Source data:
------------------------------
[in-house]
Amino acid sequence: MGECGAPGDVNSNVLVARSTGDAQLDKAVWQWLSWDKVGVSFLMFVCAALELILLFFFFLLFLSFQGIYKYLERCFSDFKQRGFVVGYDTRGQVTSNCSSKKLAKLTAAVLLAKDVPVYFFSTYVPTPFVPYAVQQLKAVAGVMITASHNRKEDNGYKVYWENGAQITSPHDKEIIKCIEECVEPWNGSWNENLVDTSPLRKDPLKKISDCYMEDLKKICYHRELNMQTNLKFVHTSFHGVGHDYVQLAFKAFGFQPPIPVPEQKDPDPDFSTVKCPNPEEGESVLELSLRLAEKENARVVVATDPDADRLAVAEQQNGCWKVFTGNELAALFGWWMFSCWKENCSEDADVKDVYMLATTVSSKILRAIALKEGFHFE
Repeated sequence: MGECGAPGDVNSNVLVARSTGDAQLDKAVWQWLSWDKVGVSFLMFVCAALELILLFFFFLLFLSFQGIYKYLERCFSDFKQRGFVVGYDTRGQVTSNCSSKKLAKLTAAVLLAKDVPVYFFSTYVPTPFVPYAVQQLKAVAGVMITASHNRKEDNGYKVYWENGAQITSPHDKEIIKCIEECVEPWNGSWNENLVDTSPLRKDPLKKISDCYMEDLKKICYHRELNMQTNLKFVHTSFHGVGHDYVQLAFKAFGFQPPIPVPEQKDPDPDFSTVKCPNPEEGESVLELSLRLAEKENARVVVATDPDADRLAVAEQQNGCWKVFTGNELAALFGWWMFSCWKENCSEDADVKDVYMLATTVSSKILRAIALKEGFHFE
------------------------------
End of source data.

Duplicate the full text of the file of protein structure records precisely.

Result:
[in-house]
Amino acid sequence: MGECGAPGDVNSNVLVARSTGDAQLDKAVWQWLSWDKVGVSFLMFVCAALELILLFFFFLLFLSFQGIYKYLERCFSDFKQRGFVVGYDTRGQVTSNCSSKKLAKLTAAVLLAKDVPVYFFSTYVPTPFVPYAVQQLKAVAGVMITASHNRKEDNGYKVYWENGAQITSPHDKEIIKCIEECVEPWNGSWNENLVDTSPLRKDPLKKISDCYMEDLKKICYHRELNMQTNLKFVHTSFHGVGHDYVQLAFKAFGFQPPIPVPEQKDPDPDFSTVKCPNPEEGESVLELSLRLAEKENARVVVATDPDADRLAVAEQQNGCWKVFTGNELAALFGWWMFSCWKENCSEDADVKDVYMLATTVSSKILRAIALKEGFHFE
Repeated sequence: MGECGAPGDVNSNVLVARSTGDAQLDKAVWQWLSWDKVGVSFLMFVCAALELILLFFFFLLFLSFQGIYKYLERCFSDFKQRGFVVGYDTRGQVTSNCSSKKLAKLTAAVLLAKDVPVYFFSTYVPTPFVPYAVQQLKAVAGVMITASHNRKEDNGYKVYWENGAQITSPHDKEIIKCIEECVEPWNGSWNENLVDTSPLRKDPLKKISDCYMEDLKKICYHRELNMQTNLKFVHTSFHGVGHDYVQLAFKAFGFQPPIPVPEQKDPDPDFSTVKCPNPEEGESVLELSLRLAEKENARVVVATDPDADRLAVAEQQNGCWKVFTGNELAALFGWWMFSCWKENCSEDADVKDVYMLATTVSSKILRAIALKEGFHFE